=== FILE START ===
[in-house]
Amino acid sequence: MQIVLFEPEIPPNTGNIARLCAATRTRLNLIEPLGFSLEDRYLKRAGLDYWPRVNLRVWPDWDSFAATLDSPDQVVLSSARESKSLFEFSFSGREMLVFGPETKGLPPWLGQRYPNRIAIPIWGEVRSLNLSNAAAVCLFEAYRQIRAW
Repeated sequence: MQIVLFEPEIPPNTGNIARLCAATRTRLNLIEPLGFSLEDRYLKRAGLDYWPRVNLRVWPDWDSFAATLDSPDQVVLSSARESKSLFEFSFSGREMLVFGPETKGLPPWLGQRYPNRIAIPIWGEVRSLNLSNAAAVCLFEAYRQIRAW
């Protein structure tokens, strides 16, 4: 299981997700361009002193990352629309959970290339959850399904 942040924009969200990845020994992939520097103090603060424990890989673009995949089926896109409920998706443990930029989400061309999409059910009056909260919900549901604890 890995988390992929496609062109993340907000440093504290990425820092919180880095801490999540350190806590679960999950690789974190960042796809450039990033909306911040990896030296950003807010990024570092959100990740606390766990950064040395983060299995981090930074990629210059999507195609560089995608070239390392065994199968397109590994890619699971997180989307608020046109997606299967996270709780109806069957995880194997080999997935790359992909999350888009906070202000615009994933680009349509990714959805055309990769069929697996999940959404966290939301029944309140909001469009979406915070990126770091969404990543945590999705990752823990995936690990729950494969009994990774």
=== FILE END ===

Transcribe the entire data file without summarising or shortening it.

[in-house]
Amino acid sequence: MQIVLFEPEIPPNTGNIARLCAATRTRLNLIEPLGFSLEDRYLKRAGLDYWPRVNLRVWPDWDSFAATLDSPDQVVLSSARESKSLFEFSFSGREMLVFGPETKGLPPWLGQRYPNRIAIPIWGEVRSLNLSNAAAVCLFEAYRQIRAW
Repeated sequence: MQIVLFEPEIPPNTGNIARLCAATRTRLNLIEPLGFSLEDRYLKRAGLDYWPRVNLRVWPDWDSFAATLDSPDQVVLSSARESKSLFEFSFSGREMLVFGPETKGLPPWLGQRYPNRIAIPIWGEVRSLNLSNAAAVCLFEAYRQIRAW
């Protein structure tokens, strides 16, 4: 299981997700361009002193990352629309959970290339959850399904 942040924009969200990845020994992939520097103090603060424990890989673009995949089926896109409920998706443990930029989400061309999409059910009056909260919900549901604890 890995988390992929496609062109993340907000440093504290990425820092919180880095801490999540350190806590679960999950690789974190960042796809450039990033909306911040990896030296950003807010990024570092959100990740606390766990950064040395983060299995981090930074990629210059999507195609560089995608070239390392065994199968397109590994890619699971997180989307608020046109997606299967996270709780109806069957995880194997080999997935790359992909999350888009906070202000615009994933680009349509990714959805055309990769069929697996999940959404966290939301029944309140909001469009979406915070990126770091969404990543945590999705990752823990995936690990729950494969009994990774």